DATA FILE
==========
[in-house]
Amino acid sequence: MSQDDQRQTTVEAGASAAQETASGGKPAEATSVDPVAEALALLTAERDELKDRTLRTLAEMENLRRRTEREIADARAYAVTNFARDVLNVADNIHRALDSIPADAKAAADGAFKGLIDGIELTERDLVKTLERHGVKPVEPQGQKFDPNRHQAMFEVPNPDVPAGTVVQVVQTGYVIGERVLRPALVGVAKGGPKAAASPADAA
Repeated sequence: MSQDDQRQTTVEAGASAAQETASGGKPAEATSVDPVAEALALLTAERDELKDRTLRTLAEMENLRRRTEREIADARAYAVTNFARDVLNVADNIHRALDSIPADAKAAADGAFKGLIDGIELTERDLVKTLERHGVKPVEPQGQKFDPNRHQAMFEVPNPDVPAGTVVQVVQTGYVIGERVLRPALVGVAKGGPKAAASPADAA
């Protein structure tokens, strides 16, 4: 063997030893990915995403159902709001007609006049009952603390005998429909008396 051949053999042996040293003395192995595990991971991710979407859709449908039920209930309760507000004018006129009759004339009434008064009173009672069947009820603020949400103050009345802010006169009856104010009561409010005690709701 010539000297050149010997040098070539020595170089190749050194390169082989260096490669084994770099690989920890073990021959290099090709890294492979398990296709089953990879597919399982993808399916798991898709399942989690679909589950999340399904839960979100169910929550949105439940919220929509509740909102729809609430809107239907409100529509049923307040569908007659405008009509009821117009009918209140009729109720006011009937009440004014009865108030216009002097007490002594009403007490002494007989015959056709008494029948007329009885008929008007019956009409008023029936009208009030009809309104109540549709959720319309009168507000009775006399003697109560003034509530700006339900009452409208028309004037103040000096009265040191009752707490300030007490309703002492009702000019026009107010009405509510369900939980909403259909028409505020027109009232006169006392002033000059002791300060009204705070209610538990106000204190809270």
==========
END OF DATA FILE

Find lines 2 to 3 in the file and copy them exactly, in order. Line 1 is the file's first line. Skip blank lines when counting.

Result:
Amino acid sequence: MSQDDQRQTTVEAGASAAQETASGGKPAEATSVDPVAEALALLTAERDELKDRTLRTLAEMENLRRRTEREIADARAYAVTNFARDVLNVADNIHRALDSIPADAKAAADGAFKGLIDGIELTERDLVKTLERHGVKPVEPQGQKFDPNRHQAMFEVPNPDVPAGTVVQVVQTGYVIGERVLRPALVGVAKGGPKAAASPADAA
Repeated sequence: MSQDDQRQTTVEAGASAAQETASGGKPAEATSVDPVAEALALLTAERDELKDRTLRTLAEMENLRRRTEREIADARAYAVTNFARDVLNVADNIHRALDSIPADAKAAADGAFKGLIDGIELTERDLVKTLERHGVKPVEPQGQKFDPNRHQAMFEVPNPDVPAGTVVQVVQTGYVIGERVLRPALVGVAKGGPKAAASPADAA